Of all the reclamation projects Netflix has embarked on, this is one that offers the most creative reward. Many fans of the show pretend the seventh season, made without the guidance of creator Amy Sherman-Palladino and her husband Daniel Palladino, doesn’t exist or at least judge it separately from seasons one through six. With the Palladinos back in the saddle for Gilmore Girls: A Year in the Life we finally got the ending that we should’ve had all along, including the near mythical “final four words” that taunted fans for a decade. Watch the first six seasons, read the wiki for the seventh, and finish it off with A Year in the Life, which has its ups and downs, but the mere fact that it exists at all is something of a miracle.  —E.S.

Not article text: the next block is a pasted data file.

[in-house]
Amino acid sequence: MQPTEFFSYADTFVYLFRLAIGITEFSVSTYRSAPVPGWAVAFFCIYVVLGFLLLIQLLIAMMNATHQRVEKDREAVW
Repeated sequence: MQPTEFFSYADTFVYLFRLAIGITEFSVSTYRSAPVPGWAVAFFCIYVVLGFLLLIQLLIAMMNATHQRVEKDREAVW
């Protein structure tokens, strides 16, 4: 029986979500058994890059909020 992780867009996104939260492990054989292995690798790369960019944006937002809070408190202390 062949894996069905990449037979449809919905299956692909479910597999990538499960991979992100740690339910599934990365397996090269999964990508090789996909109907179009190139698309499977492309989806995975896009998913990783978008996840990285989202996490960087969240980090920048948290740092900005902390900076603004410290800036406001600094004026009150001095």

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19) Better Call Saul

There were a lot of reasons to be skeptical of Better Call Saul when the spinoff was first announced. It felt like cashing in on one of the greatest shows (and one of the earliest Netflix binge crazes) because nobody wanted to let Breaking Bad go. And who cares about the adventures of slick-talking Saul Goodman? Through two seasons, Saul has proven itself to be more than just a good sidekick. Like it’s predecessor, Saul is one of the best dramas on the air. Bob Odenkirk is doing incredible things with Jimmy McGill, laying the tragic groundwork that will eventually lead to Saul. Through two seasons (the first is available to stream now, the second should be up soon ahead of the season 3 premiere) Saul is every bit the equal of Bad, and could end up being even better by the time it’s said and done. Time to get onboard.  —E.S.

20) iZombie